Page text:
As a young girl, Lelehnia DuBois moved to northern California with her mother to the heart of the Emerald Triangle. To this day Lelehnia is unsure if her mother, a nurse, brought them there for the wide, and accepted use of cannabis; but this plant would become a constant part of her life.
After a car accident that caused the death of Lelehnia’s sister and her mother to break her back, she started to see the medicinal qualities of cannabis.
After the loss of her mother, Lelehnia later found herself with a spine injury of her own. Later waking up from a short coma, and becoming pregnant with her son years later and needed to come off the western medications she had been prescribed. Lelehnia decided to see if cannabis would work.
GH: What sparked your interest in working with cannabis?
LDB: Survival. It was never a choice, I can’t remember any other kind of life but being involved and apart of the industry. I didn’t understand that until I was quite older. My babysitter had brick weed, pounds of brick weed and my friend and her brother and I would pinch it; you know, go and sneak it. I grew up in a very unique situation, in a very unique community, there was a group of us kids, we were called the OB RATS we just ran around with very little parental supervision because there was a lot going on, with the transportation of drugs, sales, and true community movement. We created the People’s Food Store in Ocean Beach, the women in that community were very strong parts of the women’s movement.
We had eight FBI agents at one time, going through the mail, surveilling us. I have four files sitting on my desk from the FBI of my childhood. So in a sense, I was just born into a situation that made it very much a part of my life.
GH: What are your responsibilities as the First Chair and President of California Voice Humbolt?
LDB: My responsibilities were for connecting with my local cannabis community and encouraging them to come out and use their voice and help mold the CA market.
GH: Can you tell me more about Sensi Magazine and Sensi Media?
LDB: They are a company I have been with for about two years now, and what we do is have community lifestyle magazines that are in cannabis-focused communities. We don’t focus just on cannabis, we’re building the new normal. We pull all parts of the community together through this publication. We also have events, four to seven a year, where we pull all our clients and their clients together. We really use media and marketing as a way to build these cannabis communities.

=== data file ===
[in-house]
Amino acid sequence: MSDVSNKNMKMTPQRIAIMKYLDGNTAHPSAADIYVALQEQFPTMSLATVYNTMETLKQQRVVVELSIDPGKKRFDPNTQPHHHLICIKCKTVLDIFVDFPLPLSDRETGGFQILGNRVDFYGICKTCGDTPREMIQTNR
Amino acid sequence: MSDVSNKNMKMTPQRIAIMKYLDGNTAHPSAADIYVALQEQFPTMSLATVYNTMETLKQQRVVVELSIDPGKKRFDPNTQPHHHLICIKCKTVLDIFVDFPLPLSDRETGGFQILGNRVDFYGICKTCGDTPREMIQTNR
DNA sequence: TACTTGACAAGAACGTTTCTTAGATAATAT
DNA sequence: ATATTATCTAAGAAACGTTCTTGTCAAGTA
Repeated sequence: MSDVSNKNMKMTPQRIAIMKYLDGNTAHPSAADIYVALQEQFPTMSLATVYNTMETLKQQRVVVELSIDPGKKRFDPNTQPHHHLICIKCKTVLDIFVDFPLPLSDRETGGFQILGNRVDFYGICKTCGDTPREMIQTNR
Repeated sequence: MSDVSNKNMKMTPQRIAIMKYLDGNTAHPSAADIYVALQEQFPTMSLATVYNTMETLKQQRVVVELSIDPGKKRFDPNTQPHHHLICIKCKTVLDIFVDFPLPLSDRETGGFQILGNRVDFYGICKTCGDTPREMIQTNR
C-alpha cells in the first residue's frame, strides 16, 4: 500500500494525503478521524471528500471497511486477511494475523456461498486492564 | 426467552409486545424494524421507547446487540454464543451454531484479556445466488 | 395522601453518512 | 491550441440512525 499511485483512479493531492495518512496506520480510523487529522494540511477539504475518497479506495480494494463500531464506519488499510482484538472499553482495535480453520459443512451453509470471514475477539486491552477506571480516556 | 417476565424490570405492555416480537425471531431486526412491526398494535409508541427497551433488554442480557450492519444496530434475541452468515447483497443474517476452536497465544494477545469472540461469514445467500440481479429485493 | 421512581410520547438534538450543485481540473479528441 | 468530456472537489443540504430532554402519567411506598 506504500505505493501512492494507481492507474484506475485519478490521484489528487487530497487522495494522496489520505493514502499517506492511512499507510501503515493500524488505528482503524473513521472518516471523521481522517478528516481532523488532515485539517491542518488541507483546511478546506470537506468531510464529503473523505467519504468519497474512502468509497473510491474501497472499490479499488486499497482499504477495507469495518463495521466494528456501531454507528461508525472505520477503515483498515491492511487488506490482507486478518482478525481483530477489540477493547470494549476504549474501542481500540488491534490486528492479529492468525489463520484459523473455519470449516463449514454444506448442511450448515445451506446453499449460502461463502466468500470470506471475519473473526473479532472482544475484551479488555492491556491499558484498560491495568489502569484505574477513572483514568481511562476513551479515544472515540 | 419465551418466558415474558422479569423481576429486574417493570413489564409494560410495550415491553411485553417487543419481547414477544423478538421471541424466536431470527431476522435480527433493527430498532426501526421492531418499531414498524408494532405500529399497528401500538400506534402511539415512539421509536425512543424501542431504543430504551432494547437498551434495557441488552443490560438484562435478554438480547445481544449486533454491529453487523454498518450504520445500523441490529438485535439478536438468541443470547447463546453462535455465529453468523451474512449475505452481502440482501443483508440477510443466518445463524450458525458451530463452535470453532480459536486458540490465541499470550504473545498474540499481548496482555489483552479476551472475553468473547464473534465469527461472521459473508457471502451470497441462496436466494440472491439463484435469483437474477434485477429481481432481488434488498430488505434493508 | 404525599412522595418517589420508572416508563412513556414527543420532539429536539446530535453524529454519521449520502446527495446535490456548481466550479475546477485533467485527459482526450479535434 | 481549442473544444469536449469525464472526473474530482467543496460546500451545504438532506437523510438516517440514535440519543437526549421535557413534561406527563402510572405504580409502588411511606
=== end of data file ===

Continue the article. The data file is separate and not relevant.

GH: Could you tell me more about the importance of women’s empowerment groups like Women Empowered in Cannabis Supply Chain?
The Women Empowered in Cannabis Supply Chain is so important because the supply chain in this business has never been built before. It’s the first industry in our lifetime that we have to jump into, there are no building blocks. Women in this industry and women who have a legacy like myself have had the flexibility to maneuver in the normalization and in mainstream culture. We have a lot more information on how to build a business, how to market, how to build relationships. This is also a very strong male-dominated field not just because of the numbers but because of the type of mentality that has built this industry. Finding places where women can come together and be curated and focused on. We don’t allow negatively calling out other women. We speak to issues by solving problems. It’s a way to network without draining your resources.
GH: What has been your greatest career challenge so far?
LDB: Funding and being a woman. Those have been my two greatest challenges. If I were a man, because of how many resources I have, I would be funded by now. If I were a man I would not have had 75% of the challenges I’ve had and I’ve been through.
GH: What upcoming projects are you excited for?